Nick Snyder, Pete Thomas - VP of Zaner Precious Metals, and Scott Pollan - Scrap Division of Zaner Metals.

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Nick Snyder:
will be hearing this. So kind of what your projections for next week, and then we can kind of get into the hydrogen stuff.

Pete Thomas:
Sure.

Scott Pollan:
Pete, do you want to do prices?

Pete Thomas:
Yeah, I think there's two things as we're discussing PGMs platinum palladium as our primary thrust and of course, copper as our secondary, which is just as vital to our good guys over there at recycle that maybe we'll touch on that, because that's been interesting too. But for the moment we have seen a tremendous amount of pressure from 2,400 all the way down to 2,140 in palladium.

Nick Snyder:
Yeah.

Pete Thomas:
It has been just vicious. Guys that aren't hedging with us have really suffered some pretty big hits on inventory prices and platinum, they're starting to sniff 950, which is startling. You know?

Nick Snyder:
Which it was over a thousand for a while.

Pete Thomas:
Yep, absolutely right. Yeah. So Nick, I had a pretty lengthy talk with Matt Watson from Precious Metals Commodity Management, their consumers like you are. He's a metallurgist and we kind of went over it. He said that in his opinion, with the weakness he's seeing coming out of China and you and I have discussed this on your show a couple of times and I continue to hold this posture. Things aren't as good or as rosy as China's attempting to project itself. It looks to me like they're net consumption along with no chips, we're seeing a tremendous draw down on the primary purchases of platinum and palladium, both.

Nick Snyder:
Gotcha, and there's no light at the end of the tunnel for the chips yet? We're not seeing that?

Pete Thomas:
Well, I mean, pragmatically, what it takes... it is not an easy thing to do. It is a very high-tech industry. We're talking about sanitary rooms, special type of welding, high-end flux. There's just a lot of things involved in it and a lot of computer and computer programming and robots that have to be built.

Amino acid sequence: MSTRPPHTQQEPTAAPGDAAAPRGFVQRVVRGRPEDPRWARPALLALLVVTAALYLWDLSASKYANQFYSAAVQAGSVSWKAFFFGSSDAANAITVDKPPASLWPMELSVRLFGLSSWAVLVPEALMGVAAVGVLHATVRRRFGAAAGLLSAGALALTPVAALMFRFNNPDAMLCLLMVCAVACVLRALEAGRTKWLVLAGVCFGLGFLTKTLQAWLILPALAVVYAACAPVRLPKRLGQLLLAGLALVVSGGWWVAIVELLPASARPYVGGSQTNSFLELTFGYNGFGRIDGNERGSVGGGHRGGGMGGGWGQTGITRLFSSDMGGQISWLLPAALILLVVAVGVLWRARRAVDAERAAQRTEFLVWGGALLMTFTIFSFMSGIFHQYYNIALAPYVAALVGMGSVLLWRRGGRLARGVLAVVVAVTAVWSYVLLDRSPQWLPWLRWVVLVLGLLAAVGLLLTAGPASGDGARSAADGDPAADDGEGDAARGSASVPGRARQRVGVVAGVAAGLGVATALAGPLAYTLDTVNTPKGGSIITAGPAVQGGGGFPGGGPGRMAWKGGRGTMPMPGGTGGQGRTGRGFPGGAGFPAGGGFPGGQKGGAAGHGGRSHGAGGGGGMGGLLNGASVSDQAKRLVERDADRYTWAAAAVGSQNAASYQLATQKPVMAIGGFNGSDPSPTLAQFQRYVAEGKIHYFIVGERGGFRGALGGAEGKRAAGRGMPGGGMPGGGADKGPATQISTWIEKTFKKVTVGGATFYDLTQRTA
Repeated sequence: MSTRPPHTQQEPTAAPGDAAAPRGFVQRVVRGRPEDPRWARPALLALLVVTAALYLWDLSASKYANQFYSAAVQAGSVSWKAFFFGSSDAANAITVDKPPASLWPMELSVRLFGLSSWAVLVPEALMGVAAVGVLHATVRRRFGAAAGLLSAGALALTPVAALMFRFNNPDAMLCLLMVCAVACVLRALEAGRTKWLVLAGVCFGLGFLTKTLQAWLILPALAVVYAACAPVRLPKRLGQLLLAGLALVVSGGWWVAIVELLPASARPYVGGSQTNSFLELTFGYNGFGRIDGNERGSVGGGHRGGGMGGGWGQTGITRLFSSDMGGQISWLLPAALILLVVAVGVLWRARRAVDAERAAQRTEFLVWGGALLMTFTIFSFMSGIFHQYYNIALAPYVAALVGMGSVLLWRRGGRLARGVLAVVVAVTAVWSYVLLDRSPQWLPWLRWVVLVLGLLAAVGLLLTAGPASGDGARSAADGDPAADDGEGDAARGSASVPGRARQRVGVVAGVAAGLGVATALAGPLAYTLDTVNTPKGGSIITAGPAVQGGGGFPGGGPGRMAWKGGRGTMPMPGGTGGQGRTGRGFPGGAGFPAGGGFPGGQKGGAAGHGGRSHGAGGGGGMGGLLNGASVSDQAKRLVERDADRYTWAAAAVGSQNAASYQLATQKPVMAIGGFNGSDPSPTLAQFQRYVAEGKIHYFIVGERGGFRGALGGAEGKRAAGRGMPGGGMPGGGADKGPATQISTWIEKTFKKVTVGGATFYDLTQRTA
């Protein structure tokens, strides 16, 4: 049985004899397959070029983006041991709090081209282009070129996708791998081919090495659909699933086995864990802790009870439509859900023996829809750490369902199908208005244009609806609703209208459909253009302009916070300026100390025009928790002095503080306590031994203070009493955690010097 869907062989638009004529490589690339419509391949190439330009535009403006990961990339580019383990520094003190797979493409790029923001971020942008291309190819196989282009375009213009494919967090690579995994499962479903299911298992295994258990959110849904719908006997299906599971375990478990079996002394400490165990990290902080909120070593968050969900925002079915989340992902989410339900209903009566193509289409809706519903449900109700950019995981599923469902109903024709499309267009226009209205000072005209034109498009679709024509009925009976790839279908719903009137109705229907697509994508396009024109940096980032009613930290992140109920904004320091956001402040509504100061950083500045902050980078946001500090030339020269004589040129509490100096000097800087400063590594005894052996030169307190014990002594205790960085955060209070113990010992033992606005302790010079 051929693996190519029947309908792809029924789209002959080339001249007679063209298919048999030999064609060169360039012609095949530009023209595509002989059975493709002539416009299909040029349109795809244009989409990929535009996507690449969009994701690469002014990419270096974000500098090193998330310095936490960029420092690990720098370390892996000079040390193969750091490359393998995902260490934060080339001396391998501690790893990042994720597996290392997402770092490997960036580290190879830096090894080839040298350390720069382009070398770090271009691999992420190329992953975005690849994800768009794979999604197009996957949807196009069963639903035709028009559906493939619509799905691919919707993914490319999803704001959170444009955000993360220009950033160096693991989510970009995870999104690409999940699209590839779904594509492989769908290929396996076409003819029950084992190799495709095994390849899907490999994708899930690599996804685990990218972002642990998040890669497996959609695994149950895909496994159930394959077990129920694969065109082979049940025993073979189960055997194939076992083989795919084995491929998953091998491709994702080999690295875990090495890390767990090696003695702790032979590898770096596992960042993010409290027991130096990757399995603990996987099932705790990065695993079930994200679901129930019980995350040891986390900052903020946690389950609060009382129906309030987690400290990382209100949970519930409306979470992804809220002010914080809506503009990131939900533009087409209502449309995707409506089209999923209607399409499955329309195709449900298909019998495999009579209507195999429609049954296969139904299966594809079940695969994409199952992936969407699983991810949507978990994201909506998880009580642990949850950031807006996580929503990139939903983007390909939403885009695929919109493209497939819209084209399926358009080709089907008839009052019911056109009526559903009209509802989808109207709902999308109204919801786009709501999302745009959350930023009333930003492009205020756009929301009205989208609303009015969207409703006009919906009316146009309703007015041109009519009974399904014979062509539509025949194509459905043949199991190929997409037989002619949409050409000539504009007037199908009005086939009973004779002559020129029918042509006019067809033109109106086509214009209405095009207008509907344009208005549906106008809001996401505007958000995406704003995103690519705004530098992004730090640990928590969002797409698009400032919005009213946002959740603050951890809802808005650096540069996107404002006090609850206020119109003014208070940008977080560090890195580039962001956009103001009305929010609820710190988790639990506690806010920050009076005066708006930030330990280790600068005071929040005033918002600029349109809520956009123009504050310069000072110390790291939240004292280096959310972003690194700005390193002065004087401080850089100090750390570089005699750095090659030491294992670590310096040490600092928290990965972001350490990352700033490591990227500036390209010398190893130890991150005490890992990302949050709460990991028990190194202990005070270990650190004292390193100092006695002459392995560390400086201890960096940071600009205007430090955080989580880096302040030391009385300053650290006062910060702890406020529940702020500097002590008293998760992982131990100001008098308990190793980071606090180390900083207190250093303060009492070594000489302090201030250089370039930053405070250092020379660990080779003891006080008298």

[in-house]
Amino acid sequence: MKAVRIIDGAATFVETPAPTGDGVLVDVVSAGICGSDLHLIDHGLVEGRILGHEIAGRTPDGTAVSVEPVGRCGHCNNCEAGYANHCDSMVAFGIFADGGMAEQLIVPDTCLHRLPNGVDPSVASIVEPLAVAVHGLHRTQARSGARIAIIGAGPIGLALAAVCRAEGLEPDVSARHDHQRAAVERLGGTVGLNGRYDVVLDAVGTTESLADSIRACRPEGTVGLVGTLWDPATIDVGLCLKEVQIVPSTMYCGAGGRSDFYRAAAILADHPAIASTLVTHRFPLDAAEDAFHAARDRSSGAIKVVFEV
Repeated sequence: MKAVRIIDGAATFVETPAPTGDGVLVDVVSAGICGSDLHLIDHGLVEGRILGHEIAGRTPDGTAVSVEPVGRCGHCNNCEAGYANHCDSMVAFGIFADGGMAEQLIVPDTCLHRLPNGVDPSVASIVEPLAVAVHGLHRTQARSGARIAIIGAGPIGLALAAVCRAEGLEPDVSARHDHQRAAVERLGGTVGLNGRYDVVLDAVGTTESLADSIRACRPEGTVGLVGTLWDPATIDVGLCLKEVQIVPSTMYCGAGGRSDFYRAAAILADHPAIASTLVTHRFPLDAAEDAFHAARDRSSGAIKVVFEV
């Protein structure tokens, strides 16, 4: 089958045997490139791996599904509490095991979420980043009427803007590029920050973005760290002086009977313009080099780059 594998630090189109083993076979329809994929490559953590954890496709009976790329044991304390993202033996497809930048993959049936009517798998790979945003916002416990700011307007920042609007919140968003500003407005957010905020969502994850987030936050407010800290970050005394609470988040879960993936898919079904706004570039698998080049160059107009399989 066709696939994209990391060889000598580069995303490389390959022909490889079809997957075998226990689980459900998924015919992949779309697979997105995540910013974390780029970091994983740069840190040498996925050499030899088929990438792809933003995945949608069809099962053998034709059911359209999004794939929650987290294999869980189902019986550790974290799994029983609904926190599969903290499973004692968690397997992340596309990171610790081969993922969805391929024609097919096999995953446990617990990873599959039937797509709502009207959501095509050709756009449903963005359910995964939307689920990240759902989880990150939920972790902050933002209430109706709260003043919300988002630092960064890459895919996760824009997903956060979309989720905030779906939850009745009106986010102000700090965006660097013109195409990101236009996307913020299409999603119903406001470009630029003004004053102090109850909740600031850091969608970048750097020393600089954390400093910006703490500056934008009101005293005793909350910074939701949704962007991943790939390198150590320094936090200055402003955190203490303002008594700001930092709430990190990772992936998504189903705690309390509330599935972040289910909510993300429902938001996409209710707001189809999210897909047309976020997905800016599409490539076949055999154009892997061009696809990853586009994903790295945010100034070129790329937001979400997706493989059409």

Pete Thomas:
So it isn't like, "Hey, you guys come on over to this factory B, we're going to switch over from A to B." We've got to build robots and program them and buy the stuff. So it's a ways out, it's a ways out. I think that- [crosstalk 00:03:17].

Scott Pollan:
Let's... Sorry.

Pete Thomas:
Everybody is going to suffer from it. You know?

Scott Pollan:
We have to remember, there's also a category five typhoon over there right now. So just like New Orleans was just slammed.

Pete Thomas:
Oh, that's a good point.

Scott Pollan:
They're getting the same storms, if not bigger.

Pete Thomas:
Yeah.

Nick Snyder:
Gotcha. Well, do you guys want to dive into the hydrogen, how that's going to affect the market exactly? I'm still kind of trying to wrap my head around it, to be honest with you.

Pete Thomas:
I mean, think about it. I'll tell you what, let's make this easy for everybody. Let's try to clear this up. All right, we're going to take, for example, Scott, we were talking about methadone being forced over a membrane. What happens is you have a membrane that's impregnated with a metal, which is very similar to auto cats, right?

Nick Snyder:
Yep.

Pete Thomas:
We have a platinum or palladium depending on the engine fuel source. It knocks down the NO2 that comes out of the tailpipe and carbon dioxide as well. What happens is you force these end and products, let's say methanol, over a membrane that's impregnated with platinum and what happens is we split hydrogen and oxygen. What happens is we get a non-polluting source, which is what everybody's... that's the holy grail right now.

Pete Thomas:
So what's happening is this is going to change the face of recycling the way you and I have grown up in this industry in tremendous, tremendous fashion. The primary one is that we're going from anywhere from recovery of one to three grams of end product, of NPGM to 50 grams that are on each membrane.

Pete Thomas:
So the recycling industry is going to have a renaissance, because we're going to see a tremendous amount of product being able to be captured and recycled. It's all going to depend on what the net price of platinum palladium is and my projection for that, after having talked to Dr. Davis, who's the head of south African mining out there and a number of other people, they're producing less and it's costing them more to make it and now we're going to be going into a cycle where we're having higher demand for these products. I think our industry, we've got to enjoy these brand new types of energy that we're going to be using.

Nick Snyder:
So you're saying basically these cars that are using hydrogen energy, they're going to need 50 grams or so of PGMs in them versus whatever they are now. What is it, three to five or something like that?

Pete Thomas:
Five let's say, the spread, I like that, yeah.

Nick Snyder:
Three to five on a typical vehicle right now.

Pete Thomas: